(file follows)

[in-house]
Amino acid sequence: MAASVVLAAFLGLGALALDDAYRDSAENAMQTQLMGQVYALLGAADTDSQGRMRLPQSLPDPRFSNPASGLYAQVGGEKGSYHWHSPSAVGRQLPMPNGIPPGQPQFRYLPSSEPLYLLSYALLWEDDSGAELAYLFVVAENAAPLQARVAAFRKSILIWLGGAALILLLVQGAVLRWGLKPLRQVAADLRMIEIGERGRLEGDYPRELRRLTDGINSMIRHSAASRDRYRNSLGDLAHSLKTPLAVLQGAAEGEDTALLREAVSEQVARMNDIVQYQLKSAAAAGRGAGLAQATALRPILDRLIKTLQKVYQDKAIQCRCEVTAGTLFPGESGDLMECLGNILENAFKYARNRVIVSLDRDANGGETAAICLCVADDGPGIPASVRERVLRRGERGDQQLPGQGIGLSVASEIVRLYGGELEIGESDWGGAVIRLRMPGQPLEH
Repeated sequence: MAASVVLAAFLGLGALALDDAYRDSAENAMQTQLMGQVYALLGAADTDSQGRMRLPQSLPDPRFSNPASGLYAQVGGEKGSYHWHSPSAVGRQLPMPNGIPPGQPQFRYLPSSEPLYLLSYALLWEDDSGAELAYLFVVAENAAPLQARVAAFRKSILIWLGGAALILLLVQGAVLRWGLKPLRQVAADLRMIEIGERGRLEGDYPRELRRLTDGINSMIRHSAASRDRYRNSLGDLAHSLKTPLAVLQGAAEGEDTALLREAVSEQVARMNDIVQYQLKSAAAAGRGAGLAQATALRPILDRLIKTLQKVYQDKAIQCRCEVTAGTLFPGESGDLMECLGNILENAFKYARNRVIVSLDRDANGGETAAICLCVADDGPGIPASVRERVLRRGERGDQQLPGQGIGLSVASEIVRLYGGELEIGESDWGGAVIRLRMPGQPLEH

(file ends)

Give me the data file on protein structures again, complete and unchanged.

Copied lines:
[in-house]
Amino acid sequence: MAASVVLAAFLGLGALALDDAYRDSAENAMQTQLMGQVYALLGAADTDSQGRMRLPQSLPDPRFSNPASGLYAQVGGEKGSYHWHSPSAVGRQLPMPNGIPPGQPQFRYLPSSEPLYLLSYALLWEDDSGAELAYLFVVAENAAPLQARVAAFRKSILIWLGGAALILLLVQGAVLRWGLKPLRQVAADLRMIEIGERGRLEGDYPRELRRLTDGINSMIRHSAASRDRYRNSLGDLAHSLKTPLAVLQGAAEGEDTALLREAVSEQVARMNDIVQYQLKSAAAAGRGAGLAQATALRPILDRLIKTLQKVYQDKAIQCRCEVTAGTLFPGESGDLMECLGNILENAFKYARNRVIVSLDRDANGGETAAICLCVADDGPGIPASVRERVLRRGERGDQQLPGQGIGLSVASEIVRLYGGELEIGESDWGGAVIRLRMPGQPLEH
Repeated sequence: MAASVVLAAFLGLGALALDDAYRDSAENAMQTQLMGQVYALLGAADTDSQGRMRLPQSLPDPRFSNPASGLYAQVGGEKGSYHWHSPSAVGRQLPMPNGIPPGQPQFRYLPSSEPLYLLSYALLWEDDSGAELAYLFVVAENAAPLQARVAAFRKSILIWLGGAALILLLVQGAVLRWGLKPLRQVAADLRMIEIGERGRLEGDYPRELRRLTDGINSMIRHSAASRDRYRNSLGDLAHSLKTPLAVLQGAAEGEDTALLREAVSEQVARMNDIVQYQLKSAAAAGRGAGLAQATALRPILDRLIKTLQKVYQDKAIQCRCEVTAGTLFPGESGDLMECLGNILENAFKYARNRVIVSLDRDANGGETAAICLCVADDGPGIPASVRERVLRRGERGDQQLPGQGIGLSVASEIVRLYGGELEIGESDWGGAVIRLRMPGQPLEH